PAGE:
Posts Tagged ‘paste the paper’

Upward Movement Geometric in a Briarpark Entry Way

January 10, 2018


This beautifully updated 1971 Tudor-style ranch-style home in the Briarpark area of Houston was pretty much white and grey, from outside throughout the inside. The homeowner wanted some warmth and life, and some personality for the interior.

This scratchy black on white pattern does all of that. It is a combination of geometric, trellis, and medallion, and it has a strong vertical influence, too.

Notice how the design motif has been centered on the two walls pictured.

This wallpaper is from A Street Prints, by Brewster. It is a non-woven material and is intended to be a paste-the-wall installation. But I had better results by pasting-the-paper. The paper was bought at below retail price from Dorota Hartwig at Southwestern Paint on Bissonnet near Kirby. (713) 520-6262 or dorotasouthwestern@hotmail.com. She is great at helping you find just the perfect paper! Discuss your project and make an appointment before heading over to see her.

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Cole & Son “Woods” in Bellaire Powder Room

January 7, 2018


This family’s home in Bellaire had been damaged by flooding during Hurricane Harvey in August of 2017. Four months later, much of the home has been fixed, but the house is still not livable yet and there is still much work to be done. The mom and dad are both at the point where they want just one room done, one room that is pretty, and a little normalcy back in their lives.

I, personally, think they are rushing things a bit (because I like wallpaper to be the very last element done in a home), but the wife assured me she would make sure that other contractors (painters, floor guys, plumbers, electricians, etc., would not damage the wallpaper.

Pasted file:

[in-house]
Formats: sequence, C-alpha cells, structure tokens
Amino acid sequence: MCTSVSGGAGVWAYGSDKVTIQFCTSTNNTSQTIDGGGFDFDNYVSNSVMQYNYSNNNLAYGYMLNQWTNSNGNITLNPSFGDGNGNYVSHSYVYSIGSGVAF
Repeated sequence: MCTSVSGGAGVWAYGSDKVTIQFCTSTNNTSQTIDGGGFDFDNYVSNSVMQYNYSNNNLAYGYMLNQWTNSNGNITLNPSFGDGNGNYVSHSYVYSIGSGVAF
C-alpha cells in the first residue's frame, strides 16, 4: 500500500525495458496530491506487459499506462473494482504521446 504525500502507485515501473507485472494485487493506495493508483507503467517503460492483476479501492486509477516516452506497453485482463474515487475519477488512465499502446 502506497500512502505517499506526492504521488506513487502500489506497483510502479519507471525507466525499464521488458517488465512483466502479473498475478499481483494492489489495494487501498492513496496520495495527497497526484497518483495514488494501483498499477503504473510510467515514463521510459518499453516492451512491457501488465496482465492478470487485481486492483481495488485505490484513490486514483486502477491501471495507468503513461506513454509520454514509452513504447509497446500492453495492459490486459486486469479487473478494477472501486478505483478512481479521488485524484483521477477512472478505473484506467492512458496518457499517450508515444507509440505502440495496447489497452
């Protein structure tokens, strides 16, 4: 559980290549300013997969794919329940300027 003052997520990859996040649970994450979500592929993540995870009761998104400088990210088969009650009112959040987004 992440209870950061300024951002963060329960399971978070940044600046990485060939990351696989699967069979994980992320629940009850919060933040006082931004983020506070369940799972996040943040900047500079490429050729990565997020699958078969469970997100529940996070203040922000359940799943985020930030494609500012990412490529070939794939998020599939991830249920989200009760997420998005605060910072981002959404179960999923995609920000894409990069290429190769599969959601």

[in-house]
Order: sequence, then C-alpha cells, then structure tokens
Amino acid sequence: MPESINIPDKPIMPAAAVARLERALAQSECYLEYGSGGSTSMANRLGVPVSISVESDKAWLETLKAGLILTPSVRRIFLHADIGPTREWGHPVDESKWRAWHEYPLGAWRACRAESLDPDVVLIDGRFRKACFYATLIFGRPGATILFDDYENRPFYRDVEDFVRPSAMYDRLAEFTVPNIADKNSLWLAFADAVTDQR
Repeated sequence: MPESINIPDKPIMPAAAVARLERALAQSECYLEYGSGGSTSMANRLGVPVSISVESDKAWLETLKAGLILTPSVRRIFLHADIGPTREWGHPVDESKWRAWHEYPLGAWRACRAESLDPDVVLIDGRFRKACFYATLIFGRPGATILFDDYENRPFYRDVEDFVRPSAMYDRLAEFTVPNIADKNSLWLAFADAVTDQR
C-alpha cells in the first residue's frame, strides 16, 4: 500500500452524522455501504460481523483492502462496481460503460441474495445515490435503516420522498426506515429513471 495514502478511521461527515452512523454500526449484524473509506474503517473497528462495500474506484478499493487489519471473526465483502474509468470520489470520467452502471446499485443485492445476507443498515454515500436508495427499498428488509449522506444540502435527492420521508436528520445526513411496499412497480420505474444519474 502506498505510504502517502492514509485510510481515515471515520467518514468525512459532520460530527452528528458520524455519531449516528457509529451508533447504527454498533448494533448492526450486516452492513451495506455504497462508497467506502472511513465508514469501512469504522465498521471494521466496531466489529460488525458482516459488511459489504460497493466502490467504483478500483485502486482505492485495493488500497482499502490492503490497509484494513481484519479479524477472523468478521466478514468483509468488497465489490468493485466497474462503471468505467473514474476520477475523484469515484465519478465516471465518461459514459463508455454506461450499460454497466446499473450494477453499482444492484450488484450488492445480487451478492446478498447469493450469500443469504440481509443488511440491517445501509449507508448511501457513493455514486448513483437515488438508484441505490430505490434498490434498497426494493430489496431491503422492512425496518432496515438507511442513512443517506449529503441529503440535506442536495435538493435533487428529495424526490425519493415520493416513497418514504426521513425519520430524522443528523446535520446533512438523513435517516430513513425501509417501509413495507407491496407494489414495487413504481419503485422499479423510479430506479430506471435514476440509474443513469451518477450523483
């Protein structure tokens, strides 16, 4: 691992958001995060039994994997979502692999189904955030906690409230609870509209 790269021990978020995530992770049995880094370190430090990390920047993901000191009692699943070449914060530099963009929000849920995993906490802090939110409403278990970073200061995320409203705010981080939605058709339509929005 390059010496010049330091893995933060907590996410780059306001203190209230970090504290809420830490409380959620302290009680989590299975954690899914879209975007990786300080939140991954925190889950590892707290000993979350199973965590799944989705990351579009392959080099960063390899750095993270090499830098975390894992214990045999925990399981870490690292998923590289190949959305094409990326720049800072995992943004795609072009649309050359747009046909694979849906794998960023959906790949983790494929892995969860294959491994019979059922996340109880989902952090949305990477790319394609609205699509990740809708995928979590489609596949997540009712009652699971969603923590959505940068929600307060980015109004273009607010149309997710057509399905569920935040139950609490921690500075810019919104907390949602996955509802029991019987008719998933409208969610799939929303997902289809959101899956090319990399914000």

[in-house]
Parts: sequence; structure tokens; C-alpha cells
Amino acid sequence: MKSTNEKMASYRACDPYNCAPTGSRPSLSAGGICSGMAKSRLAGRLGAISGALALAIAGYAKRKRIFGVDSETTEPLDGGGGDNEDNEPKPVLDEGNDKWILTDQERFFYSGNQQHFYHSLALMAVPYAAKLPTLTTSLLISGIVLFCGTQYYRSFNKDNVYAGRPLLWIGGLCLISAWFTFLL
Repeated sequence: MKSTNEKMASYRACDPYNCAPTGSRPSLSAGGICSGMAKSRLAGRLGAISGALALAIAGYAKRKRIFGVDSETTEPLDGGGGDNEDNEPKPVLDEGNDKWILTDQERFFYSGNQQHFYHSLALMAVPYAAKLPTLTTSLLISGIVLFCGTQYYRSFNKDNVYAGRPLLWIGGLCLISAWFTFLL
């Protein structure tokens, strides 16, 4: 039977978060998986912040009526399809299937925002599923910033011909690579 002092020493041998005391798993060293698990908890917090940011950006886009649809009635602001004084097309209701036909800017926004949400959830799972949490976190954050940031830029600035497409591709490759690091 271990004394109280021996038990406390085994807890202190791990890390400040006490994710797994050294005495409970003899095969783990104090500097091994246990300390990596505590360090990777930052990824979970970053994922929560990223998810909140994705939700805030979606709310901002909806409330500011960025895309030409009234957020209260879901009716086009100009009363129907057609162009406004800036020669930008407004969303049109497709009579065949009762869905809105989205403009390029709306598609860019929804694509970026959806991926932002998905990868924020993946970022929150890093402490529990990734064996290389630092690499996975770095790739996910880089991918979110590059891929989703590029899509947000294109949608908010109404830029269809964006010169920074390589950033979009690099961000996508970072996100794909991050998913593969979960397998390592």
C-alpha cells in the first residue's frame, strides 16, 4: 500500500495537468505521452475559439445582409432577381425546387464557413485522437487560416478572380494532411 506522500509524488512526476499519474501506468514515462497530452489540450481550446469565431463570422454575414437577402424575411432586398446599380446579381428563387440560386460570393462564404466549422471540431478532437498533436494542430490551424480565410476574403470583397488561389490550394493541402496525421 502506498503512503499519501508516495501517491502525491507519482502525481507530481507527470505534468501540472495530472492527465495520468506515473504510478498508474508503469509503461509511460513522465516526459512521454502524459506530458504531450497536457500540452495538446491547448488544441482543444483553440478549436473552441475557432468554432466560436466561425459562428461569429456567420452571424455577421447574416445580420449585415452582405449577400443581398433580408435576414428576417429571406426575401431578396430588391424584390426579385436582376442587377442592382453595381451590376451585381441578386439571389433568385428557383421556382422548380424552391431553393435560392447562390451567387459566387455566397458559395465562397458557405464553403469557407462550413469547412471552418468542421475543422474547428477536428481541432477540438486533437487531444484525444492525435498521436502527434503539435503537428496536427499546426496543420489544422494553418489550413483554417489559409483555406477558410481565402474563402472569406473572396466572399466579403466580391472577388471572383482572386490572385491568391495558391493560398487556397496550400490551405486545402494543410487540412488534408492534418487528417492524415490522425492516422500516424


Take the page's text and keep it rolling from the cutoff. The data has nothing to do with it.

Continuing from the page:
The mom originally planned to have the powder room painted. She was at Southwestern Paint on Bissonnet to look at paint samples, and happened to glimpse a sample of this wallpaper pattern. “Woods” by Cole & Son is a popular pattern (I have hung it many times – do a search for previous posts), and it pulled her in immediately.

The powder room is large, and “Woods” was a wonderful choice for it. It fills the wall space nicely, and adds a lot of upward movement. It also adds an element of contemporary style, which the homeowner wanted to add to her previously-traditional styled home.

This wallpaper pattern is by Cole & Son, a British company. It is a non-woven material and uses a paste-the-wall install technique (rather than paste-the-paper). It was bought at below retail price from Dorota Hartwig at Southwestern Paint on Bissonnet near Kirby. (713) 520-6262 or dorotasouthwestern@hotmail.com. She is great at helping you find just the perfect paper! Discuss your project and make an appointment before heading over to see her.

Boldly Whimsical

November 30, 2017

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“Bold” and “whimsical” don’t typically go together, but that’s what this homeowner wanted for her large powder room in the Briarpark neighborhood of Houston. I’d say that this animal-filled, fun foresty pattern in a smudgy charcoal colorway fills the bill! Look close to see the stylized animals frolicking across the paper!

The second photo shows the first strip going up. I love the stripe of dark, bold color against the boring white walls.

The pattern is called “Wonderland,” and it is by Boras Tapeter, a Scandinavian company. It is on a non-woven substrate, and I hung it using both the paste-the-paper and the paste-the-wall methods.

Geometric Wallpaper Makes for a Stunning Entry

March 4, 2017